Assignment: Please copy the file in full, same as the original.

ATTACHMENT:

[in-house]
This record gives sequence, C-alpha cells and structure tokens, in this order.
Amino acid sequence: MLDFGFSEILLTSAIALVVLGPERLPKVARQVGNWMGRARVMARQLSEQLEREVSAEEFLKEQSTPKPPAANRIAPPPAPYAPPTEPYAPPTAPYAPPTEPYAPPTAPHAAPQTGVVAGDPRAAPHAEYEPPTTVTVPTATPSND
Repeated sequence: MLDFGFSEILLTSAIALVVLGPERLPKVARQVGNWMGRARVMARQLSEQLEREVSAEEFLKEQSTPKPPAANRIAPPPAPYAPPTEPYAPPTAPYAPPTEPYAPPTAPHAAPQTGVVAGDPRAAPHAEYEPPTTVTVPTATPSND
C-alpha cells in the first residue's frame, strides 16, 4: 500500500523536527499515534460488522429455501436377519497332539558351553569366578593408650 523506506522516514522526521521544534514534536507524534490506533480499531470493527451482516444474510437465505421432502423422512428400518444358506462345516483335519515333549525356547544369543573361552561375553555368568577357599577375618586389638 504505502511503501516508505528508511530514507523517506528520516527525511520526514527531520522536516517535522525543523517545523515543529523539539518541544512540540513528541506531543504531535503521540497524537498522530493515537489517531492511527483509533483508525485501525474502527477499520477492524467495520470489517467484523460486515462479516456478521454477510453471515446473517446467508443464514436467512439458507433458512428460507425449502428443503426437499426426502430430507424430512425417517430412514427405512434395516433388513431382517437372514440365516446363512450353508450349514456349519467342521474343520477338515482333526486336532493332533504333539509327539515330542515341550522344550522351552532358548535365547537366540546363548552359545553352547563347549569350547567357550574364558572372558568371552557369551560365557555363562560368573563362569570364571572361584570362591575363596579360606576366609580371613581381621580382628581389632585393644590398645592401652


[in-house]
This record gives sequence, C-alpha cells and structure tokens, in this order.
Amino acid sequence: MLDFGFSEILLTSAIALVVLGPERLPKVARQVGNWMGRARVMARQLSEQLEREVSAEEFLKEQSTPKPPAANRIAPPPAPYAPPTEPYAPPTAPYAPPTEPYAPPTAPHAAPQTGVVAGDPRAAPHAEYEPPTTVTVPTATPSND
Repeated sequence: MLDFGFSEILLTSAIALVVLGPERLPKVARQVGNWMGRARVMARQLSEQLEREVSAEEFLKEQSTPKPPAANRIAPPPAPYAPPTEPYAPPTAPYAPPTEPYAPPTAPHAAPQTGVVAGDPRAAPHAEYEPPTTVTVPTATPSND
C-alpha cells in the first residue's frame, strides 16, 4: 500500500523536527499515534460488522429455501436377519497332539558351553569366578593408650 523506506522516514522526521521544534514534536507524534490506533480499531470493527451482516444474510437465505421432502423422512428400518444358506462345516483335519515333549525356547544369543573361552561375553555368568577357599577375618586389638 504505502511503501516508505528508511530514507523517506528520516527525511520526514527531520522536516517535522525543523517545523515543529523539539518541544512540540513528541506531543504531535503521540497524537498522530493515537489517531492511527483509533483508525485501525474502527477499520477492524467495520470489517467484523460486515462479516456478521454477510453471515446473517446467508443464514436467512439458507433458512428460507425449502428443503426437499426426502430430507424430512425417517430412514427405512434395516433388513431382517437372514440365516446363512450353508450349514456349519467342521474343520477338515482333526486336532493332533504333539509327539515330542515341550522344550522351552532358548535365547537366540546363548552359545553352547563347549569350547567357550574364558572372558568371552557369551560365557555363562560368573563362569570364571572361584570362591575363596579360606576366609580371613581381621580382628581389632585393644590398645592401652